–The CI incision used to be 6 inches long but now it’s 1.5 inches long.
–A hearing aid company is exploring including zen chime music/tones in their HAs to reduce daily life stress.
–Should we disclose our hearing loss during job interviews?
I didn’t take a lot of notes this day even though there was a lot of helpful information. This is when I started getting to know other young adults a bit better. A bunch of us went out for dinner and then met up later on at a bar near the RiverWalk. I decided I wanted to see a bit more of Milwaukee since Dennis and I couldn’t get tickets to the Harley Davidson museum event. We took a walk to Lake Michigan where we discovered a firework show going on. It was awesome being 50 feet away from fireworks being set off while it was lightning nearby. I could actually hear the sizzle when they lit each firework. Let me tellya, it scared me being able to hear the fireworks….especially that close! I love being able to hear, feel, and see something all at once!
I ran a 5K in the morning at the zoo. I was a bit annoyed because I couldn’t follow anything that was going on. There were 2,000 people registered for the run and no way I could get near enough to lipread the instructions for the run. The run and walk were supposed to start at the same time but with different routes. I ended up following a large group of people (because I didn’t see anyone go anywhere else) and found myself with the walking group. I couldn’t turn around and go back since there were too many people heading in the same direction. I was so frustrated because I had missed out on such an important information when I thought I had reviewed the map and schedule thoroughly the night before to avoid something like this. I was ready to bail and head back to the hotel when I happened to go around a curve and saw the very last group of runners passing us by. I stepped out and waited until the volunteers weren’t watching and sneaked into the last runner’s group. I actually ended up running about 3 of the 3.1 miles and finished it in about 27 minutes according to my pedometer. My official time ended up being around 35 minutes because of the confusion that had occurred.
–The CI process is a relearning how to hear process. My question with this comment has always been…what if a person never heard before?
–There was an interesting lecture that touched on auditory confusion which is something I believe happens to me and is why I can’t hear certain things even though my audiogram suggests I should be able to (e.g. sirens). An example that was given was that there are neurons dedicated to certain types of inputs (e.g. low frequency input neurons, mid frequency input neurons, and high frequency input neurons). When a person loses hearing in the high frequency range those high frequency input neurons start responding to mid frequency inputs. When that person gets a hearing aid, the mid frequency neurons will gradually start to respond to the high frequency inputs again. It takes time for the neuron to reorganization. The process of reorganization is called acclimating.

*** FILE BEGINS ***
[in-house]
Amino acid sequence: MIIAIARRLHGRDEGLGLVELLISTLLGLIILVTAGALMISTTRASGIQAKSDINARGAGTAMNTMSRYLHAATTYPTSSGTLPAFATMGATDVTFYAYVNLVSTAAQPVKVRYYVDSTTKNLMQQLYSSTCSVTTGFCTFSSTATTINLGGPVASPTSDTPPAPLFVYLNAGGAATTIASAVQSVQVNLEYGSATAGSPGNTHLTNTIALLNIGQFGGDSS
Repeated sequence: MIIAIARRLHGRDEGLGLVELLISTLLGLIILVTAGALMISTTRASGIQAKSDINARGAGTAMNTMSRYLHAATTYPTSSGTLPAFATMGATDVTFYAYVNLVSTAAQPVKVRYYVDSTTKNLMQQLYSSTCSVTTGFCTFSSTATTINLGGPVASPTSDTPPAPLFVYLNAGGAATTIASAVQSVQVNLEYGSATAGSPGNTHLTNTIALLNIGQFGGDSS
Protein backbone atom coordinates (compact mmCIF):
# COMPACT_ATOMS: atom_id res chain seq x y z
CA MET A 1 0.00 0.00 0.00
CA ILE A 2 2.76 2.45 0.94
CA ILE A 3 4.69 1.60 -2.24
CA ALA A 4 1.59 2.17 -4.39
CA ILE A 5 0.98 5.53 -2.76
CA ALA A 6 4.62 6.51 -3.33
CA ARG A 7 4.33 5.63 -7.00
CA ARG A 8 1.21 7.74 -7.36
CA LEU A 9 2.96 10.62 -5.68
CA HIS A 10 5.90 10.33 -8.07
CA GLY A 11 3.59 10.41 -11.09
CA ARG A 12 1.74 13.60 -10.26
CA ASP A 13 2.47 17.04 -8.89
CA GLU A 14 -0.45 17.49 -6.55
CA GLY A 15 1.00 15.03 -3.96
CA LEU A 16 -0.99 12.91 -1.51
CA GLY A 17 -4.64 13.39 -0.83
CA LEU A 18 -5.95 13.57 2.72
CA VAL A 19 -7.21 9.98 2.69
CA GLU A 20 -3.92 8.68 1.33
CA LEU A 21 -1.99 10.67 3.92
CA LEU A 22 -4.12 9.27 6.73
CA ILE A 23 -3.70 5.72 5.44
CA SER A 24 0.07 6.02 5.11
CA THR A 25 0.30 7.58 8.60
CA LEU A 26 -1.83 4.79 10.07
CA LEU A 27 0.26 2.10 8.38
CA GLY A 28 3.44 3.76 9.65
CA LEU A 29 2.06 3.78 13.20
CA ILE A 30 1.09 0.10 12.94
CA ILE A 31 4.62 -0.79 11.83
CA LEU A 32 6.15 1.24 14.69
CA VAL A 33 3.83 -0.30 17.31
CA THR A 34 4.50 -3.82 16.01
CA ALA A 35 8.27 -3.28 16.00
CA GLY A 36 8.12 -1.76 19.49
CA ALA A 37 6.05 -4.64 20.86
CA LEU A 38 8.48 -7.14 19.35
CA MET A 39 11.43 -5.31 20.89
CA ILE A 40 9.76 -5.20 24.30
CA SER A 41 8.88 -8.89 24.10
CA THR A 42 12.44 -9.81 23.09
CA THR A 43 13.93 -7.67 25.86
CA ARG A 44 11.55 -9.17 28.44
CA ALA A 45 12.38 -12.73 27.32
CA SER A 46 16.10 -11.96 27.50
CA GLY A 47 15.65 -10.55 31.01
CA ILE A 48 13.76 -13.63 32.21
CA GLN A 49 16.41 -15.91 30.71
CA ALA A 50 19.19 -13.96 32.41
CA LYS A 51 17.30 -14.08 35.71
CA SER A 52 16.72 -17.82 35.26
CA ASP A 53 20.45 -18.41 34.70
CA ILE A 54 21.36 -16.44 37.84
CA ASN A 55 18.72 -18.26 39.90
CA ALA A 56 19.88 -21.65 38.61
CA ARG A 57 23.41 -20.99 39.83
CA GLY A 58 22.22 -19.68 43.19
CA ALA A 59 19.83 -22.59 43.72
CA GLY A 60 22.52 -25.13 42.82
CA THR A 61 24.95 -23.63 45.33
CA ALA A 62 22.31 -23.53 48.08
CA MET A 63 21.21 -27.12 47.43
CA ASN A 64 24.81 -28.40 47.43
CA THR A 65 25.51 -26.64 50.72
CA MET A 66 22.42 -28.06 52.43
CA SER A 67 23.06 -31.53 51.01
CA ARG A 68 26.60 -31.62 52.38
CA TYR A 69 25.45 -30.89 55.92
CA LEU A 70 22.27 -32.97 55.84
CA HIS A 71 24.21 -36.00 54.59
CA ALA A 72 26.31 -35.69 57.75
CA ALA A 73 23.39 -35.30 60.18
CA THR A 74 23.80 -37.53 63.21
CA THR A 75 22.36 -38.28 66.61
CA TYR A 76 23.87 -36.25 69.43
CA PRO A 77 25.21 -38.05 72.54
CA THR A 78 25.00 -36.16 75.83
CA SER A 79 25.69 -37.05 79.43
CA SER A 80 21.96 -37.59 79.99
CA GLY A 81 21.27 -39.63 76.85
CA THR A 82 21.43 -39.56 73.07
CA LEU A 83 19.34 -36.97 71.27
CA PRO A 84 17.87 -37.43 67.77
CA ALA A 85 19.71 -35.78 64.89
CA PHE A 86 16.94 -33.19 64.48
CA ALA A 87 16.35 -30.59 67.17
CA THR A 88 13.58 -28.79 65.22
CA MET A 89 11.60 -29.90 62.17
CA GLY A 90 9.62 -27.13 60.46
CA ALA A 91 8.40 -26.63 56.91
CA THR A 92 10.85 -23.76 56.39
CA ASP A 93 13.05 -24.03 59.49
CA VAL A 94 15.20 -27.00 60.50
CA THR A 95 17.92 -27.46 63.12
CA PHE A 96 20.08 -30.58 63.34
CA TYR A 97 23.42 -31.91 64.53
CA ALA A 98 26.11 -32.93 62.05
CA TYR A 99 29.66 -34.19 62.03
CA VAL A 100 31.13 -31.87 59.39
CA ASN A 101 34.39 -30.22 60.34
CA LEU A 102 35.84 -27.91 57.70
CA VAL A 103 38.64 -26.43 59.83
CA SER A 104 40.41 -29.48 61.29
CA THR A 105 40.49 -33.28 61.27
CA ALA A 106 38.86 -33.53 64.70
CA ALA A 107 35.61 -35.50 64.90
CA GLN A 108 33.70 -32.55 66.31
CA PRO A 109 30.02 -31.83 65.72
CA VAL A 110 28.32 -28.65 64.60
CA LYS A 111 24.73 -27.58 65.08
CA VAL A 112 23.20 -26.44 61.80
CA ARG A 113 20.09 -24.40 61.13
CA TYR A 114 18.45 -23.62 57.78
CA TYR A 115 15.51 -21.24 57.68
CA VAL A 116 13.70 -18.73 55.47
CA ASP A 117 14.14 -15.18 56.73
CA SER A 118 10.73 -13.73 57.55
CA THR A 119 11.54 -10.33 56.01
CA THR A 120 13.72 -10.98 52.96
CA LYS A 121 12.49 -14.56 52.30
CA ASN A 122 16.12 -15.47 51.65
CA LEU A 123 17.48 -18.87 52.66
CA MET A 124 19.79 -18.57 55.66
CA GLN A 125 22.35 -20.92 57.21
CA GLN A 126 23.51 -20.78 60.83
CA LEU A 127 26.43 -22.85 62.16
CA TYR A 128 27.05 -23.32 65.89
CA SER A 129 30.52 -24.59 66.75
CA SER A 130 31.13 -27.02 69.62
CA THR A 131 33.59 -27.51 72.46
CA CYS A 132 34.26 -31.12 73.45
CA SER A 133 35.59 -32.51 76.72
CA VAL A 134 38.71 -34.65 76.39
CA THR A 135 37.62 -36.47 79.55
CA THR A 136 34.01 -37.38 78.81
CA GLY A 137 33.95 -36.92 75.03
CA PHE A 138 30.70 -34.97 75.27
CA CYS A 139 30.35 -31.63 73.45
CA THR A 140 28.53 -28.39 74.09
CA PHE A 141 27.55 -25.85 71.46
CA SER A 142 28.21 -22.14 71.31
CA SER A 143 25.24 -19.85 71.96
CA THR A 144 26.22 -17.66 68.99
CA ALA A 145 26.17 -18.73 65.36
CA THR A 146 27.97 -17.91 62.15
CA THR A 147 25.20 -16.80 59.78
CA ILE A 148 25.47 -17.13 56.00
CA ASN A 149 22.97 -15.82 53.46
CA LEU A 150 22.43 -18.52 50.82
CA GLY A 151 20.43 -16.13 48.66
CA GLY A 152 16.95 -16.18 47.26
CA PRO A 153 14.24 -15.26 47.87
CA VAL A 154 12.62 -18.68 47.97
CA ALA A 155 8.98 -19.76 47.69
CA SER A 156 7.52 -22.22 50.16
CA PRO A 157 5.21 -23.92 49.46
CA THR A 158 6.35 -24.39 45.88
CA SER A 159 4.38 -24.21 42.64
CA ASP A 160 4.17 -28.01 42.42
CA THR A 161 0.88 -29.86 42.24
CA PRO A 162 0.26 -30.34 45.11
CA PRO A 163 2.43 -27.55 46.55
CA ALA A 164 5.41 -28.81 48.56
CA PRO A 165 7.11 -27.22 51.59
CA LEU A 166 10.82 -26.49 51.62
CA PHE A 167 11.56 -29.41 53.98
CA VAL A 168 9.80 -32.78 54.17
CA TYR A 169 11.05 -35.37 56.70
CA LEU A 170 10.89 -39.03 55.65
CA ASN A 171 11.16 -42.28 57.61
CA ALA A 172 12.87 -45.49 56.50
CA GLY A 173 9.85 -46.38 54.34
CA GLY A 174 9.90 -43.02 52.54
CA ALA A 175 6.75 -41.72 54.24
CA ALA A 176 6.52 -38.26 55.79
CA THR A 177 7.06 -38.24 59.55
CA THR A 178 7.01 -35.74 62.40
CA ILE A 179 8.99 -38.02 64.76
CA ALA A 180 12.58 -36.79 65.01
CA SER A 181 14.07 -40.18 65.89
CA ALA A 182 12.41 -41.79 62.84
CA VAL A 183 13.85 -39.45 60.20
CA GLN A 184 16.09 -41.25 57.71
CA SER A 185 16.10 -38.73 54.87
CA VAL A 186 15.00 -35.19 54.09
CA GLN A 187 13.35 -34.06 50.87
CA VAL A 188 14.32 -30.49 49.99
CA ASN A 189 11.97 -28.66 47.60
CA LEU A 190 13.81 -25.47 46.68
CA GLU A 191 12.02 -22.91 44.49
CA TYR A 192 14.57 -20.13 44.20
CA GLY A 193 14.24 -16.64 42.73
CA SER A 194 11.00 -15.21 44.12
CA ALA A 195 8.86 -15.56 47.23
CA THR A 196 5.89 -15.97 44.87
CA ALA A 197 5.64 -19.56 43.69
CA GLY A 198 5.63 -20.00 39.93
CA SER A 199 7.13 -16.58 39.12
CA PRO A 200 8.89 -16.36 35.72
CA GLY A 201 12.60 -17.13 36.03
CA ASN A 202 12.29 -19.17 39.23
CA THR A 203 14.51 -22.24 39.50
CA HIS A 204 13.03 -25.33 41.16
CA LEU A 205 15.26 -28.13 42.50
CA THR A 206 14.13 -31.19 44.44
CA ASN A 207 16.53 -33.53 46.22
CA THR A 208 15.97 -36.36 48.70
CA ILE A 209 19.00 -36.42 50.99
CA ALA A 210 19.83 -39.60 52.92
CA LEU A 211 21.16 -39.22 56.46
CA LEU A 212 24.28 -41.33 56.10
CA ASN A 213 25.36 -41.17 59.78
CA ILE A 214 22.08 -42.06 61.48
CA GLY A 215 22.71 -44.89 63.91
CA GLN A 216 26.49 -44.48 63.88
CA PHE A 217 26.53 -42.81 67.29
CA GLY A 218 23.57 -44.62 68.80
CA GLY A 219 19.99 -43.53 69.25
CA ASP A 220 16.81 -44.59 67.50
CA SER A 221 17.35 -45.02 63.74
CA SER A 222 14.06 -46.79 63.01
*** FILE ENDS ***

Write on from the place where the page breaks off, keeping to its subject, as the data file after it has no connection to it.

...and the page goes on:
–I loved how the CART captioners included everything they were hearing even if it was just a dog barking.
–There were a lot of people who decorated their CIs/HAs with stickers and other decorative items.
–Auditory/aural training is like brain training. Your ear is the window to the brain. You do NOT hear with your ear, you hear with your brain.
The young adults were invited to a comedy club where CART was provided. It was such an awesome evening filled with laughter and smiles.
We all were exhausted by Sunday but were able to make it to the awards breakfast before heading to the airport.

Hope to see you all in D.C. next year!

Sound Localization

I have always been terrible at locating sounds. I can remember doing some aural rehab back in my bilateral HA days where I had to try and locate sounds (e.g. left side vs right side). I failed miserably to the point where the speech therapist/audiologist gave up.

I usually locate sounds via a trial/error, visual, and elimination process. I cannot remember a time in my life where I’ve located a sound just by hearing…well…until last week.

I was over at Dennis’ place bright and early Thursday morning to ride to the airport together where we met up with Sarah to head to the HLAA convention (more on that later). I was waiting on Dennis to finish packing. I kept hearing something but could not figure out what it was.
I had a little light bulb moment and realized the volume changed as I walked around trying to figure out what I was hearing. It seemed to get quieter as I walked in a certain direction and when I moved my head in different directions (e.g. CI side away from the source of sound). I was able to figure out that the sound I was hearing was upstairs so I headed in that direction. As I approached Dennis’ bedroom I was able to guess what the sound was before I saw it.
It was Dennis’ bed alarm going off. Apparently he hadn’t put his CI on yet. 😉
Locating sounds is a natural skill for hearing people but a learned skill for deaf people.

My First 5K!

I finally took the plunge and ran my first 5K Saturday. It was a challenge even though it was a flat course. My 2 main goals were to run the 5K without stopping and under 30 minutes. I accomplished both goals and completed the run in 27:55. I placed 16th out of 46 women in my age category and 50th out of 161 runners.